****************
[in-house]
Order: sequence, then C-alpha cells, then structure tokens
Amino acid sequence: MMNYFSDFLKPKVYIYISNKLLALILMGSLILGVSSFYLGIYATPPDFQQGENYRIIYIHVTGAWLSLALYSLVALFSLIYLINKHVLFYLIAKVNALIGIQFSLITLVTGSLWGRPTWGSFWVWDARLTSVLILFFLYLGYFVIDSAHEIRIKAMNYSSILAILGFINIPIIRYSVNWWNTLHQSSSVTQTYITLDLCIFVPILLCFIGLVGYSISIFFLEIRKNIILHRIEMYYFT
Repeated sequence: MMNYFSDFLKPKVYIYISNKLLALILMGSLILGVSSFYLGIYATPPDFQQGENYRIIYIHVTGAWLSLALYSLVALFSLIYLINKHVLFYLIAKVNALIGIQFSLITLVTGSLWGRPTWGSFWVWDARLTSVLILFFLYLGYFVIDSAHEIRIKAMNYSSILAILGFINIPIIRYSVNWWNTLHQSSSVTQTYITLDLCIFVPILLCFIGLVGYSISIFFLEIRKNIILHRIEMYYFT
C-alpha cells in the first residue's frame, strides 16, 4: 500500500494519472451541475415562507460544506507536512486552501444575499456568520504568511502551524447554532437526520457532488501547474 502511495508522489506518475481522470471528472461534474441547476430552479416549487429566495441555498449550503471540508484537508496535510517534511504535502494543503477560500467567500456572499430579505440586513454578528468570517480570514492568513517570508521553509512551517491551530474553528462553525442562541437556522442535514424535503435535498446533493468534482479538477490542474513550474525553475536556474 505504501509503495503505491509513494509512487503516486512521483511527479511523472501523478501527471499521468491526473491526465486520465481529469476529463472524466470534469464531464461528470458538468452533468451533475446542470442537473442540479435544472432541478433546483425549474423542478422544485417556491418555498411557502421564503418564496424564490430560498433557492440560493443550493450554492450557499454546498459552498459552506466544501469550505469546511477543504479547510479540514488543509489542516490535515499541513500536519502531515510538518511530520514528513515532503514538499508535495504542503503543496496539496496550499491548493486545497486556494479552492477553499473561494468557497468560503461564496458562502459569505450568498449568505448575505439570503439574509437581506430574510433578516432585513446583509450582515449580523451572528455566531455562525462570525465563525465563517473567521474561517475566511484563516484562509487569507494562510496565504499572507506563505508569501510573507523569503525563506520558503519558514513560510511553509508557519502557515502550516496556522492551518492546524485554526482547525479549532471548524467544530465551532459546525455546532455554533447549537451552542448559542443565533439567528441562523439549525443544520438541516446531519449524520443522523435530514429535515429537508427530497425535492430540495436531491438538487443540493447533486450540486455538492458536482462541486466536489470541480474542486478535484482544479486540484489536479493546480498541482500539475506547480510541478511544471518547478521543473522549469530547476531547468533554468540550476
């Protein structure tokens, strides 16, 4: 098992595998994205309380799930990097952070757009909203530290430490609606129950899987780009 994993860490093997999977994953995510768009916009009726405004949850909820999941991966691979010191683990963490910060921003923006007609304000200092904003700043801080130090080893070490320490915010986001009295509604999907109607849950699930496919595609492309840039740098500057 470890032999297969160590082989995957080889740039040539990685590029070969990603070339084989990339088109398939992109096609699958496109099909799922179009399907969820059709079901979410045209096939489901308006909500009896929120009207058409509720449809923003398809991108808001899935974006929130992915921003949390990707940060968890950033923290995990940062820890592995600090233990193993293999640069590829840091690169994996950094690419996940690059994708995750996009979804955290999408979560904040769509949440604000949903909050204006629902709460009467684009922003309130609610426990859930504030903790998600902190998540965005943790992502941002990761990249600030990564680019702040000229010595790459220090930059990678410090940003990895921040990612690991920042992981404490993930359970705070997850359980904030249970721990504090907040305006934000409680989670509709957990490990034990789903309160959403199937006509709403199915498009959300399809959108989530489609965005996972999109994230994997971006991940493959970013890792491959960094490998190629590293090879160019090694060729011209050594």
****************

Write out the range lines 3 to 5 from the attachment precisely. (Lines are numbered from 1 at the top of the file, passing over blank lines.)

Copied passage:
Amino acid sequence: MMNYFSDFLKPKVYIYISNKLLALILMGSLILGVSSFYLGIYATPPDFQQGENYRIIYIHVTGAWLSLALYSLVALFSLIYLINKHVLFYLIAKVNALIGIQFSLITLVTGSLWGRPTWGSFWVWDARLTSVLILFFLYLGYFVIDSAHEIRIKAMNYSSILAILGFINIPIIRYSVNWWNTLHQSSSVTQTYITLDLCIFVPILLCFIGLVGYSISIFFLEIRKNIILHRIEMYYFT
Repeated sequence: MMNYFSDFLKPKVYIYISNKLLALILMGSLILGVSSFYLGIYATPPDFQQGENYRIIYIHVTGAWLSLALYSLVALFSLIYLINKHVLFYLIAKVNALIGIQFSLITLVTGSLWGRPTWGSFWVWDARLTSVLILFFLYLGYFVIDSAHEIRIKAMNYSSILAILGFINIPIIRYSVNWWNTLHQSSSVTQTYITLDLCIFVPILLCFIGLVGYSISIFFLEIRKNIILHRIEMYYFT
C-alpha cells in the first residue's frame, strides 16, 4: 500500500494519472451541475415562507460544506507536512486552501444575499456568520504568511502551524447554532437526520457532488501547474 502511495508522489506518475481522470471528472461534474441547476430552479416549487429566495441555498449550503471540508484537508496535510517534511504535502494543503477560500467567500456572499430579505440586513454578528468570517480570514492568513517570508521553509512551517491551530474553528462553525442562541437556522442535514424535503435535498446533493468534482479538477490542474513550474525553475536556474 505504501509503495503505491509513494509512487503516486512521483511527479511523472501523478501527471499521468491526473491526465486520465481529469476529463472524466470534469464531464461528470458538468452533468451533475446542470442537473442540479435544472432541478433546483425549474423542478422544485417556491418555498411557502421564503418564496424564490430560498433557492440560493443550493450554492450557499454546498459552498459552506466544501469550505469546511477543504479547510479540514488543509489542516490535515499541513500536519502531515510538518511530520514528513515532503514538499508535495504542503503543496496539496496550499491548493486545497486556494479552492477553499473561494468557497468560503461564496458562502459569505450568498449568505448575505439570503439574509437581506430574510433578516432585513446583509450582515449580523451572528455566531455562525462570525465563525465563517473567521474561517475566511484563516484562509487569507494562510496565504499572507506563505508569501510573507523569503525563506520558503519558514513560510511553509508557519502557515502550516496556522492551518492546524485554526482547525479549532471548524467544530465551532459546525455546532455554533447549537451552542448559542443565533439567528441562523439549525443544520438541516446531519449524520443522523435530514429535515429537508427530497425535492430540495436531491438538487443540493447533486450540486455538492458536482462541486466536489470541480474542486478535484482544479486540484489536479493546480498541482500539475506547480510541478511544471518547478521543473522549469530547476531547468533554468540550476